MS Could Lose Last Abortion Clinics

    Adam Browne, right and his wife Debbie Browne, hold signs supporting a proposed amendment to the Mississippi state constitution on Tuesday, Nov. 8, 2011 in Jackson, Miss. Mississippi voters were asked Tuesday whether life begins at conception, a state constitutional amendment with a chance of becoming the first victory for the so-called personhood movement that aims to make abortion illegal. If approved, the initiative will almost certainly bring legal challenges because it is at odds with the U.S. Supreme Court's 1973 landmark Roe v. Wade decision that gave women the right to an abortion. (AP Photo/Rogelio V. Solis)

    Rogelio V. Solis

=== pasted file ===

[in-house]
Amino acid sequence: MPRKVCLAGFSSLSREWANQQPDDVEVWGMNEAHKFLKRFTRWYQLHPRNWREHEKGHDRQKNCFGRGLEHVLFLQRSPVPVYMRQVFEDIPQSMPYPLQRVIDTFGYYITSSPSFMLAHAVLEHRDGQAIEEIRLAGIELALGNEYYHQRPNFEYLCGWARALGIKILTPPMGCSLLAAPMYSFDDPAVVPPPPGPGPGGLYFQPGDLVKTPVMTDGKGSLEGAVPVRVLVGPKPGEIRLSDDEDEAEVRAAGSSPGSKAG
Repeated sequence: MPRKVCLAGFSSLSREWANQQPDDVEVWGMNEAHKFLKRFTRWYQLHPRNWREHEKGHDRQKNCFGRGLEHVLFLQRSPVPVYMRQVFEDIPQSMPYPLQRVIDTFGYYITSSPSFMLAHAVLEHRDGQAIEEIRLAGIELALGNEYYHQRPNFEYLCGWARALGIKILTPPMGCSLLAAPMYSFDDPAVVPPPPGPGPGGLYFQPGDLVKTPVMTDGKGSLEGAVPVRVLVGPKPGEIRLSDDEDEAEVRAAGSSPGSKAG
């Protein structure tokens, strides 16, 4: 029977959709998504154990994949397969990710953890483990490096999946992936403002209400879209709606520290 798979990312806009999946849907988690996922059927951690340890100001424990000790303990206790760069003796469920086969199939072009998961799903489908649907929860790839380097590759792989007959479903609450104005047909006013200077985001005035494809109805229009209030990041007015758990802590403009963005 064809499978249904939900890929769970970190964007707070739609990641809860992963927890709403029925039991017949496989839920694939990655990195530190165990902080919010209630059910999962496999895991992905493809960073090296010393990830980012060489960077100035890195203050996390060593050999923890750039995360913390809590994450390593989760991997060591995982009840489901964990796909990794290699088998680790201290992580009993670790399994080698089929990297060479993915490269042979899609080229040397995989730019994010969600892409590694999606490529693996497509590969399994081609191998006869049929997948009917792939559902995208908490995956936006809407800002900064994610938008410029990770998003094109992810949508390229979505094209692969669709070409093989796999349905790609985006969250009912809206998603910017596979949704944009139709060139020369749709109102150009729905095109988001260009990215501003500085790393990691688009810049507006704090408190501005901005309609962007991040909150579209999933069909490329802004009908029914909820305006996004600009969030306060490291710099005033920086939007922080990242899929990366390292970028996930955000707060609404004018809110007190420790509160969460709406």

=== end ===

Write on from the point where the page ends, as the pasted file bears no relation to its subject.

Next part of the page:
Mississippi women may have to leave the state to get an abortion starting July 1. A new law passed by the state’s Republican-dominated legislature requires doctors at abortion clinics to have admitting privileges at an area hospital. But at the one remaining Mississippi clinic that provides abortions, the three doctors there that perform the procedure say they haven’t been granted the necessary privileges. If that doesn’t change for the doctors of the Jackson Women’s Health Organization, it may be only a matter of weeks before Mississippi becomes the first state without an abortion clinic. Wendy Parmet, a law professor at Northeastern University, said there’s no “guarantee of access” when it comes to abortion. “States can’t create legal barriers or penalties,” Parmet says, “but they can make it practically really, really difficult.”

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